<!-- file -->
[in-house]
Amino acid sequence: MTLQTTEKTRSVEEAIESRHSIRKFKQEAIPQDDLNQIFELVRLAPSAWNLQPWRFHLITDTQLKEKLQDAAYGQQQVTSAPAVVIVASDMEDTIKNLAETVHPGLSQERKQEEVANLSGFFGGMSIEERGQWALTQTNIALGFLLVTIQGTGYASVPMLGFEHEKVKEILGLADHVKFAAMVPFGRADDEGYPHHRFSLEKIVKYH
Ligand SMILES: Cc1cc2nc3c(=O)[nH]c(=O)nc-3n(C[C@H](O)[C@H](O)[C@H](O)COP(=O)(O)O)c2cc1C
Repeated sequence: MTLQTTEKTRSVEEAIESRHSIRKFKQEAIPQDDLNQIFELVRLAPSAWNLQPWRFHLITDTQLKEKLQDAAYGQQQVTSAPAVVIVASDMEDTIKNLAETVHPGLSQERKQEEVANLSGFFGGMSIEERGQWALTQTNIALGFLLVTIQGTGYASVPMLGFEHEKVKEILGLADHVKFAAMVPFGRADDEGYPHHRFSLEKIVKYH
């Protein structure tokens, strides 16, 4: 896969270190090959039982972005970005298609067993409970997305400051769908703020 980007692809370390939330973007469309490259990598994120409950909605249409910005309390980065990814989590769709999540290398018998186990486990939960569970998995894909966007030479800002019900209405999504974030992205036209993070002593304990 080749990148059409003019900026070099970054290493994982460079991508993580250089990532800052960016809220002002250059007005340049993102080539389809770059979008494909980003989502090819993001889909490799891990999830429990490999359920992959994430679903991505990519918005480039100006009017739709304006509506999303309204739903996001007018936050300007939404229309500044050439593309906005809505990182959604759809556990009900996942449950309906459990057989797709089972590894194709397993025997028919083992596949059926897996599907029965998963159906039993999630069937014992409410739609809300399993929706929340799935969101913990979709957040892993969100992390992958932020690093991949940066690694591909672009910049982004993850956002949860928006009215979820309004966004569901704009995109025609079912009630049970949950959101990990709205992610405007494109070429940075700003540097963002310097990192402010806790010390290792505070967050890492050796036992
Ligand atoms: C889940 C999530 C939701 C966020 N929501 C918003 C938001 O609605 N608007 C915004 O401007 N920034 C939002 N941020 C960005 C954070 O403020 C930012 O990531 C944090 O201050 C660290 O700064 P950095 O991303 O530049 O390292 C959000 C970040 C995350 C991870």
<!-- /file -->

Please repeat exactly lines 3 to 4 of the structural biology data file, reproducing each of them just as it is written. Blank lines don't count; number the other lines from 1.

Ligand SMILES: Cc1cc2nc3c(=O)[nH]c(=O)nc-3n(C[C@H](O)[C@H](O)[C@H](O)COP(=O)(O)O)c2cc1C
Repeated sequence: MTLQTTEKTRSVEEAIESRHSIRKFKQEAIPQDDLNQIFELVRLAPSAWNLQPWRFHLITDTQLKEKLQDAAYGQQQVTSAPAVVIVASDMEDTIKNLAETVHPGLSQERKQEEVANLSGFFGGMSIEERGQWALTQTNIALGFLLVTIQGTGYASVPMLGFEHEKVKEILGLADHVKFAAMVPFGRADDEGYPHHRFSLEKIVKYH